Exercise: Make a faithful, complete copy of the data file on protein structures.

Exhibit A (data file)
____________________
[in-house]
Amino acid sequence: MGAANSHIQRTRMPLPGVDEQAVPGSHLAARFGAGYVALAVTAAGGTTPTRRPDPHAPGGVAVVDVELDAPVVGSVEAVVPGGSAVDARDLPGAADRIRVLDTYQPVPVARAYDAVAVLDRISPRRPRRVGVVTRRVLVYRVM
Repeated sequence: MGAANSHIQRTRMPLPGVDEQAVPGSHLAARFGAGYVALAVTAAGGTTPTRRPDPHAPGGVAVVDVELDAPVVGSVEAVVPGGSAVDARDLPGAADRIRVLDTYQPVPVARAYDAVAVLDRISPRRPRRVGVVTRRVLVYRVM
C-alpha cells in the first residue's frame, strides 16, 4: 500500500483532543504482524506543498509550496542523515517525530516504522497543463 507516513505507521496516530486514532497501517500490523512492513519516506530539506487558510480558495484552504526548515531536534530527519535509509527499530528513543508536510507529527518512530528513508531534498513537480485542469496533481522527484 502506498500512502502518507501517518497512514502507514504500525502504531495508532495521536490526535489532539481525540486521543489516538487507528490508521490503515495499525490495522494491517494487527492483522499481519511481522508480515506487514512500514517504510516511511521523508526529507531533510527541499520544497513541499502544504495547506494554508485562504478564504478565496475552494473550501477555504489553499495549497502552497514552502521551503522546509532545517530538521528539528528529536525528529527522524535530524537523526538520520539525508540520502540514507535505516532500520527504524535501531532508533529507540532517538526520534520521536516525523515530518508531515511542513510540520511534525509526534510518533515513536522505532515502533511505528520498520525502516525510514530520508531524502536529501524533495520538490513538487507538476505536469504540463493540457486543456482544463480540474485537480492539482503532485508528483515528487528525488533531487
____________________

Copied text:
[in-house]
Amino acid sequence: MGAANSHIQRTRMPLPGVDEQAVPGSHLAARFGAGYVALAVTAAGGTTPTRRPDPHAPGGVAVVDVELDAPVVGSVEAVVPGGSAVDARDLPGAADRIRVLDTYQPVPVARAYDAVAVLDRISPRRPRRVGVVTRRVLVYRVM
Repeated sequence: MGAANSHIQRTRMPLPGVDEQAVPGSHLAARFGAGYVALAVTAAGGTTPTRRPDPHAPGGVAVVDVELDAPVVGSVEAVVPGGSAVDARDLPGAADRIRVLDTYQPVPVARAYDAVAVLDRISPRRPRRVGVVTRRVLVYRVM
C-alpha cells in the first residue's frame, strides 16, 4: 500500500483532543504482524506543498509550496542523515517525530516504522497543463 507516513505507521496516530486514532497501517500490523512492513519516506530539506487558510480558495484552504526548515531536534530527519535509509527499530528513543508536510507529527518512530528513508531534498513537480485542469496533481522527484 502506498500512502502518507501517518497512514502507514504500525502504531495508532495521536490526535489532539481525540486521543489516538487507528490508521490503515495499525490495522494491517494487527492483522499481519511481522508480515506487514512500514517504510516511511521523508526529507531533510527541499520544497513541499502544504495547506494554508485562504478564504478565496475552494473550501477555504489553499495549497502552497514552502521551503522546509532545517530538521528539528528529536525528529527522524535530524537523526538520520539525508540520502540514507535505516532500520527504524535501531532508533529507540532517538526520534520521536516525523515530518508531515511542513510540520511534525509526534510518533515513536522505532515502533511505528520498520525502516525510514530520508531524502536529501524533495520538490513538487507538476505536469504540463493540457486543456482544463480540474485537480492539482503532485508528483515528487528525488533531487